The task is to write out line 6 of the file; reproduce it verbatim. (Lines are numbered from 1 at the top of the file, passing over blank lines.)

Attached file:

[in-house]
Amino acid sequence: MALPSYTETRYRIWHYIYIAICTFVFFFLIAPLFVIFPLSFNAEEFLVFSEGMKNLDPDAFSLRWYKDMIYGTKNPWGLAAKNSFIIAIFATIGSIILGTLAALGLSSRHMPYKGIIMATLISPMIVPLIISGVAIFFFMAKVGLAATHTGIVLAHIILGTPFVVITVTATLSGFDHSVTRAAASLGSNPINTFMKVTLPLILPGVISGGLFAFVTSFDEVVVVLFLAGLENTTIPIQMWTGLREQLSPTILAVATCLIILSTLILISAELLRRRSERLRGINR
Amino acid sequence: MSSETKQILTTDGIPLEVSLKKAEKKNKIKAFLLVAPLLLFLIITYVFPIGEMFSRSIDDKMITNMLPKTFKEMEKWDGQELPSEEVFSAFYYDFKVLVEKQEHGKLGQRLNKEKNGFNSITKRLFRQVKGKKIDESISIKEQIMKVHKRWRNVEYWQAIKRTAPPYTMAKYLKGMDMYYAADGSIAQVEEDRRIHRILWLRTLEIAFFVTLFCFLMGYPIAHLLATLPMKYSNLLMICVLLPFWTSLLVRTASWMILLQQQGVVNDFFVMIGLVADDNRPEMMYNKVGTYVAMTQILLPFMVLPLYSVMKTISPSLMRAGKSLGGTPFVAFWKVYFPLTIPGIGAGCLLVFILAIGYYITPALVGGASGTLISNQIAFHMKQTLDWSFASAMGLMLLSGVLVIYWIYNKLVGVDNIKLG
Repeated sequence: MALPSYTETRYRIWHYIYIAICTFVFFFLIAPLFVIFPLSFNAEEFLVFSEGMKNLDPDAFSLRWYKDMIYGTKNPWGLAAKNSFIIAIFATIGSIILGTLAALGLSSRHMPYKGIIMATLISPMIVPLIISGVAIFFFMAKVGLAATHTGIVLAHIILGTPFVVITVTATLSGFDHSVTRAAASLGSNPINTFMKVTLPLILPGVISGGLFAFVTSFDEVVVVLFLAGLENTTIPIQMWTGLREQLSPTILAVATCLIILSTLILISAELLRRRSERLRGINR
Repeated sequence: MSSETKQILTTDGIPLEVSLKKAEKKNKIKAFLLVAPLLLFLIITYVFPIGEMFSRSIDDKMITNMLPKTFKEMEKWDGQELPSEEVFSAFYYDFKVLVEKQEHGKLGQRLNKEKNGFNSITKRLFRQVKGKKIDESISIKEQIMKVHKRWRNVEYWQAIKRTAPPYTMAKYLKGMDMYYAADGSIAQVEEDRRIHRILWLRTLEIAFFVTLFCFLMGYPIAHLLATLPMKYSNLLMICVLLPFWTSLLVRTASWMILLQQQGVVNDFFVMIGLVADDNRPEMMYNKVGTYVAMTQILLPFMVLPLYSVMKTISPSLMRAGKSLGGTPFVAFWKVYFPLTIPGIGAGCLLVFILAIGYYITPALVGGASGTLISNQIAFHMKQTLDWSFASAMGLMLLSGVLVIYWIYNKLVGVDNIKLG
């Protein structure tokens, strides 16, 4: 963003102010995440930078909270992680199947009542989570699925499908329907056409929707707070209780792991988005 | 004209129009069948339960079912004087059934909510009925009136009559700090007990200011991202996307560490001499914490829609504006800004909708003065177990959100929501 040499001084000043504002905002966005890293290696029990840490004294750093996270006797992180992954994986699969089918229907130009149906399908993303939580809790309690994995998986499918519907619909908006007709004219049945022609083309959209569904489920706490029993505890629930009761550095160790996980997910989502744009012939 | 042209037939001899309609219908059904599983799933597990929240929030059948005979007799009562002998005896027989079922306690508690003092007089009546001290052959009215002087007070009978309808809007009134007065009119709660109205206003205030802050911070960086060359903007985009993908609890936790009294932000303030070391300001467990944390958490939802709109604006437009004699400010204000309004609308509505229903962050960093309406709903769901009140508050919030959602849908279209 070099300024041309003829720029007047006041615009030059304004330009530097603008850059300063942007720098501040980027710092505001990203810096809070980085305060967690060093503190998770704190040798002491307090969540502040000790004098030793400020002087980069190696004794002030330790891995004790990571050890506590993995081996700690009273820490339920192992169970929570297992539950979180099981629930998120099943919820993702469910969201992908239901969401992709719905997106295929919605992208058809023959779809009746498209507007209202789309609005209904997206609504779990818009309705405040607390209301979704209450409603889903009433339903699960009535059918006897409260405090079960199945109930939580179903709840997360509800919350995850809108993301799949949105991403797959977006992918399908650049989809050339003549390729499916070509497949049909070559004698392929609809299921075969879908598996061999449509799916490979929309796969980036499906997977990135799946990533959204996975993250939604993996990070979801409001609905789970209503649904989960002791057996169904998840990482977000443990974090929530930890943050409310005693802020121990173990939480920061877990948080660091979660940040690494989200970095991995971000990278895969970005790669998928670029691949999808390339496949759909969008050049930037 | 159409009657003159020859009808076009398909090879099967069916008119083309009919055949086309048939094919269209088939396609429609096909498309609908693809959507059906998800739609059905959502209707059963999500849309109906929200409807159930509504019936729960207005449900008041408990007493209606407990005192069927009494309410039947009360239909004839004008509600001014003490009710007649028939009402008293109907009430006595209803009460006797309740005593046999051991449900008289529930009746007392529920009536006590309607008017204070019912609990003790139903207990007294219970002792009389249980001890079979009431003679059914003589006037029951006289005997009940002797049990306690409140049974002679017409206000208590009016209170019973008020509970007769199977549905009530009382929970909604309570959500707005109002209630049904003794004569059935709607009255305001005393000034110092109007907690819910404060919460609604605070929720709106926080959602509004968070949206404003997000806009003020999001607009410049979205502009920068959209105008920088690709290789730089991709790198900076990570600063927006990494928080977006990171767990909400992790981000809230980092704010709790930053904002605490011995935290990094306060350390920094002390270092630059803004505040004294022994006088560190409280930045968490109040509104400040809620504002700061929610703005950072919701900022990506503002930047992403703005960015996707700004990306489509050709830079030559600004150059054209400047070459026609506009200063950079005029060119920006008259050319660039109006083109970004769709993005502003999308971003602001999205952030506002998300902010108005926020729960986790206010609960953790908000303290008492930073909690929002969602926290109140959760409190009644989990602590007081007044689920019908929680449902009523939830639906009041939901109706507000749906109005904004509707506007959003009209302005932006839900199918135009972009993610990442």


């Protein structure tokens, strides 16, 4: 963003102010995440930078909270992680199947009542989570699925499908329907056409929707707070209780792991988005 | 004209129009069948339960079912004087059934909510009925009136009559700090007990200011991202996307560490001499914490829609504006800004909708003065177990959100929501 040499001084000043504002905002966005890293290696029990840490004294750093996270006797992180992954994986699969089918229907130009149906399908993303939580809790309690994995998986499918519907619909908006007709004219049945022609083309959209569904489920706490029993505890629930009761550095160790996980997910989502744009012939 | 042209037939001899309609219908059904599983799933597990929240929030059948005979007799009562002998005896027989079922306690508690003092007089009546001290052959009215002087007070009978309808809007009134007065009119709660109205206003205030802050911070960086060359903007985009993908609890936790009294932000303030070391300001467990944390958490939802709109604006437009004699400010204000309004609308509505229903962050960093309406709903769901009140508050919030959602849908279209 070099300024041309003829720029007047006041615009030059304004330009530097603008850059300063942007720098501040980027710092505001990203810096809070980085305060967690060093503190998770704190040798002491307090969540502040000790004098030793400020002087980069190696004794002030330790891995004790990571050890506590993995081996700690009273820490339920192992169970929570297992539950979180099981629930998120099943919820993702469910969201992908239901969401992709719905997106295929919605992208058809023959779809009746498209507007209202789309609005209904997206609504779990818009309705405040607390209301979704209450409603889903009433339903699960009535059918006897409260405090079960199945109930939580179903709840997360509800919350995850809108993301799949949105991403797959977006992918399908650049989809050339003549390729499916070509497949049909070559004698392929609809299921075969879908598996061999449509799916490979929309796969980036499906997977990135799946990533959204996975993250939604993996990070979801409001609905789970209503649904989960002791057996169904998840990482977000443990974090929530930890943050409310005693802020121990173990939480920061877990948080660091979660940040690494989200970095991995971000990278895969970005790669998928670029691949999808390339496949759909969008050049930037 | 159409009657003159020859009808076009398909090879099967069916008119083309009919055949086309048939094919269209088939396609429609096909498309609908693809959507059906998800739609059905959502209707059963999500849309109906929200409807159930509504019936729960207005449900008041408990007493209606407990005192069927009494309410039947009360239909004839004008509600001014003490009710007649028939009402008293109907009430006595209803009460006797309740005593046999051991449900008289529930009746007392529920009536006590309607008017204070019912609990003790139903207990007294219970002792009389249980001890079979009431003679059914003589006037029951006289005997009940002797049990306690409140049974002679017409206000208590009016209170019973008020509970007769199977549905009530009382929970909604309570959500707005109002209630049904003794004569059935709607009255305001005393000034110092109007907690819910404060919460609604605070929720709106926080959602509004968070949206404003997000806009003020999001607009410049979205502009920068959209105008920088690709290789730089991709790198900076990570600063927006990494928080977006990171767990909400992790981000809230980092704010709790930053904002605490011995935290990094306060350390920094002390270092630059803004505040004294022994006088560190409280930045968490109040509104400040809620504002700061929610703005950072919701900022990506503002930047992403703005960015996707700004990306489509050709830079030559600004150059054209400047070459026609506009200063950079005029060119920006008259050319660039109006083109970004769709993005502003999308971003602001999205952030506002998300902010108005926020729960986790206010609960953790908000303290008492930073909690929002969602926290109140959760409190009644989990602590007081007044689920019908929680449902009523939830639906009041939901109706507000749906109005904004509707506007959003009209302005932006839900199918135009972009993610990442």